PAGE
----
Instead of a gift, wrap up a virtue for the holidays
By Polly Drew
December 21, 1997 This column is top secret and FOR KIDS ONLY. If you are a parent, don't peek. I'll give you a hint -- it involves a certain present for a certain grown-up.
If you are a kid, discreetly clip this column before your grown-up gets to it. Don't worry. the grownup will assume you are being diligent and doing a school project.
Now, about the gift you need to produce -- soon. Dad's putt-retriever and mom's much-needed day trip to the spa are too expensive. I know... your grown-up says all he wants for Christmas is for you to be respectful, get decent grades, and keep your room clean. Sounds good, but how do you wrap THAT up and put it under the tree?
I've got a plan. There's this book called "The Family Virtues Guide" (Plume, 1997) and it's loaded with just the kind of stuff your parents are always trying to teach and preach to you. Such as: compassion, humility, justice, loyalty, modesty, patience, tact, truthfulness and 44 other virtues. There's one virtue to practice for each week of the year -- a great habit to start in 1998.
The book does not have any agenda of dogma or faith. You and your parents can be Christian, Jewish, Baha'i, Islamic, Buddhist or simply spiritual to get what this book has to offer, which is the wisdom of morality.
The author, Linda Kavelin Popov, describes family virtues as the silver thread that runs through all of humanity. Virtues are qualities of the soul.
Here's how the book works. Let's take a virtue like "generosity." (That's a nice holiday-type virtue.) First, there is a quote drawn from one of the world's many religions, such as the next quote from a sacred Hindu text.
Generosity: "The gift which is given without thought of recompense, in the belief that it ought to be made, in a fit place, at an opportune time, and to a deserving person -- such a gift is pure."
-- Bhagavad-Gita 17:20
OK, that's confusing, so the book explains exactly what generosity is.
"Generosity is giving and sharing. It is giving freely because you want to, not with the idea of receiving attention, a reward, or a gift in return... Generosity is a quality of the spirit. It is an awareness that there is plenty for everyone."
This is not a shabby piece of information to have -- especially when your brother or sister will, no doubt, whine that he or she didn't get exactly what was expected from Santa. But, you'll know better. Next, the book goes on to argue why it's important to practice generosity.
"... In a world without generosity, every gift would have a string attached. Every gift would come with conditions that would enable the giver to gain something and manipulate for his own advantage... That is not giving. Giving freely and fully is contagious. When one person is generous, it touches other people's hearts and they want to be generous, too ... "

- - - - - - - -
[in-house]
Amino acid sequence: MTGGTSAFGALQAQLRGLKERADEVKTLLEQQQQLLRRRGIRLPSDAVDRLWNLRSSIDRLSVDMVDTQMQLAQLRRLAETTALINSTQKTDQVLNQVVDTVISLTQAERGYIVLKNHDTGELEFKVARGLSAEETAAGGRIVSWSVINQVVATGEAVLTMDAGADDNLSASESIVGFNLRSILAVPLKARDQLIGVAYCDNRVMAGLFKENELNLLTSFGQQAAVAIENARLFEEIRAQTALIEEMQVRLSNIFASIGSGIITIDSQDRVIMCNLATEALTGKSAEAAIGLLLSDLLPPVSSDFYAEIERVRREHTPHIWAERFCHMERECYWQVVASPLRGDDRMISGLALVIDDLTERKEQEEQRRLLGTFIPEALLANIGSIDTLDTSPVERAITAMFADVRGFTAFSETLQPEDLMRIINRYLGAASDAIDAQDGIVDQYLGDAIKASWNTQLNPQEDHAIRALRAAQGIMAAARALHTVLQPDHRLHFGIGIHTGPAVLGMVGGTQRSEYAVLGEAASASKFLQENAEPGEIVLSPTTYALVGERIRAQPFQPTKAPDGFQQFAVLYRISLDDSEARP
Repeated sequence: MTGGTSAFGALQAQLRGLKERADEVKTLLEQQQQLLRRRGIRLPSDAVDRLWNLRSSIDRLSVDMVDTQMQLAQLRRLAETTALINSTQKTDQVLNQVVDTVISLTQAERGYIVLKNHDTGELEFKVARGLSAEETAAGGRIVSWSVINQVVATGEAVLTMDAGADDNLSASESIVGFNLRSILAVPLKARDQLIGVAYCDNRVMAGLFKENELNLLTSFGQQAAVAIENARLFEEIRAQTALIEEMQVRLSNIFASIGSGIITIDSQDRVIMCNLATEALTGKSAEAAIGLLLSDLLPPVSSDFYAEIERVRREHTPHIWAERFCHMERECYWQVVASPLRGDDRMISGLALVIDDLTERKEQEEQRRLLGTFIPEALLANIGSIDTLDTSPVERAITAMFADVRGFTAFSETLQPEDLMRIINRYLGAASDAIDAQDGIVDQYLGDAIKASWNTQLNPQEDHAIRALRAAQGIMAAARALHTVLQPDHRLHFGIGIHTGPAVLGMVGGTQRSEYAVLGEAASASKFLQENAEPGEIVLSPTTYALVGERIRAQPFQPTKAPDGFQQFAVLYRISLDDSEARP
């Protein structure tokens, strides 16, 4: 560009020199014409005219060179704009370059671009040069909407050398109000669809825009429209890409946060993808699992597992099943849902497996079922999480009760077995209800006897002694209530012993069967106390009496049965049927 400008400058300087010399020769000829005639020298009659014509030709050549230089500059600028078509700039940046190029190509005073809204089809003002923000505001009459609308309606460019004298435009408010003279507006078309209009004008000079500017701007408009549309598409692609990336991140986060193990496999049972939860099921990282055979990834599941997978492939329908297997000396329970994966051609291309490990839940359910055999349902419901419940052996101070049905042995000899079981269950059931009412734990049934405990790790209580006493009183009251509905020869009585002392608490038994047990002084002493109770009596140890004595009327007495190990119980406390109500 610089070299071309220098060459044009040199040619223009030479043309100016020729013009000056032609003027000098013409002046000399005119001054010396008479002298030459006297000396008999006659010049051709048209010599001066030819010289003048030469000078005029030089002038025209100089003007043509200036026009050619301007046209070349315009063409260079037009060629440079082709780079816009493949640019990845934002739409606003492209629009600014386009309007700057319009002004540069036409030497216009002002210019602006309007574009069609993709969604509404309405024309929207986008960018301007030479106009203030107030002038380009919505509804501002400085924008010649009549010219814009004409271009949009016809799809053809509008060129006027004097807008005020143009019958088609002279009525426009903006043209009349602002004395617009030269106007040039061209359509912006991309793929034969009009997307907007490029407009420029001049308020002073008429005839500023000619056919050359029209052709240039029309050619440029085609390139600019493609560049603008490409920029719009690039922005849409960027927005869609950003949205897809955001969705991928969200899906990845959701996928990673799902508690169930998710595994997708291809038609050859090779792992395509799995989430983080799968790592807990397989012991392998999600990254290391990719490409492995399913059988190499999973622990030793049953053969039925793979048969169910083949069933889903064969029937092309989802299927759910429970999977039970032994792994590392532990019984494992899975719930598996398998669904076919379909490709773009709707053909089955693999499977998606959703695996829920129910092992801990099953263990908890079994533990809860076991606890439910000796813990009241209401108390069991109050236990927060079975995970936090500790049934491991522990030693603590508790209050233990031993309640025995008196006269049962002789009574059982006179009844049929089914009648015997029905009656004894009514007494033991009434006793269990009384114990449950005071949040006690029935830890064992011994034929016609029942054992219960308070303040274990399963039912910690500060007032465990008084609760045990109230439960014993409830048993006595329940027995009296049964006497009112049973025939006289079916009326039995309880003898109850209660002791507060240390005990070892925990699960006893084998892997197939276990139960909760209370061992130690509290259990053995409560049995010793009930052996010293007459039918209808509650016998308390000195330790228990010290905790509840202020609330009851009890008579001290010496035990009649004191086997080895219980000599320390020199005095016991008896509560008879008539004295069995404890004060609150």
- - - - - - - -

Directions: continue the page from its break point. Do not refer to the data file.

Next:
The third step in the book gives concrete suggestions on how to practice generosity:
Recognize a person or group that needs or deserves your help.
Look for things to share that mean something to you: time, knowledge, things or money.
Don't look for anything in return. Just give freely and let it go. Feel good because you have given generously.
Finally, "The Family Virtues Guide" shows you signs of success so that you and your family can recognize when you all are practicing what you are learning. You are practicing generosity when you:
Are willing to sacrifice for others.
Use wisdom about sharing treasured belongings.
But, so you don't screw up, the author gives examples of pitfalls to watch out for. You are NOT practicing generosity if you:
Give only things that do NOT matter to you.
Hold on to the gift, after it is given, with conditions about how it should be used.
Keep reminding people that you gave -- or expect something in return for sharing.
Hmm ... I know some adults, including this one, who don't always remember these pitfalls. (Example: We adults have been known to pass off last year's fruitcake as this year's gift.)
I've done your homework for you, too. Area bookstores have plenty of these books in stock and they'll even wrap them.
It'll cost a few weeks allowance, $14.95, and it won't clean your room. But after learning about cleanliness, orderliness and self-discipline, room-cleaning should be no problem for you as the Master of Virtues. I guarantee -- your grown-up will love this holiday treat.
Polly Drew is a marriage and family therapist in Mequon. Write to her at: P.O. Box 11377, Milwaukee, WI 53211 or contact her via e-mail at: email@example.com Her reader contact number is: (414) 223-2585, Ext. 3108. Unfortunately, individual letters cannot be answered.
©Copyright 1997, Milwaukee Journal Sentinel